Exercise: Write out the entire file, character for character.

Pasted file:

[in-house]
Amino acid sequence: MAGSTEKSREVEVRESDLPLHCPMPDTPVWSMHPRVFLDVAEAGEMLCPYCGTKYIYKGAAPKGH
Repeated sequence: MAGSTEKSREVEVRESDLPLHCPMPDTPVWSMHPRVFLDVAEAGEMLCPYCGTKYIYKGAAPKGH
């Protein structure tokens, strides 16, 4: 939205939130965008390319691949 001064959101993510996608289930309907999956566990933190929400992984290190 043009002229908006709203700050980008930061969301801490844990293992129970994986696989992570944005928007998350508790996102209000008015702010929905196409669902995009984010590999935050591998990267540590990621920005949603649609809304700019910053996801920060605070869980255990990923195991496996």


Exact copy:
[in-house]
Amino acid sequence: MAGSTEKSREVEVRESDLPLHCPMPDTPVWSMHPRVFLDVAEAGEMLCPYCGTKYIYKGAAPKGH
Repeated sequence: MAGSTEKSREVEVRESDLPLHCPMPDTPVWSMHPRVFLDVAEAGEMLCPYCGTKYIYKGAAPKGH
């Protein structure tokens, strides 16, 4: 939205939130965008390319691949 001064959101993510996608289930309907999956566990933190929400992984290190 043009002229908006709203700050980008930061969301801490844990293992129970994986696989992570944005928007998350508790996102209000008015702010929905196409669902995009984010590999935050591998990267540590990621920005949603649609809304700019910053996801920060605070869980255990990923195991496996």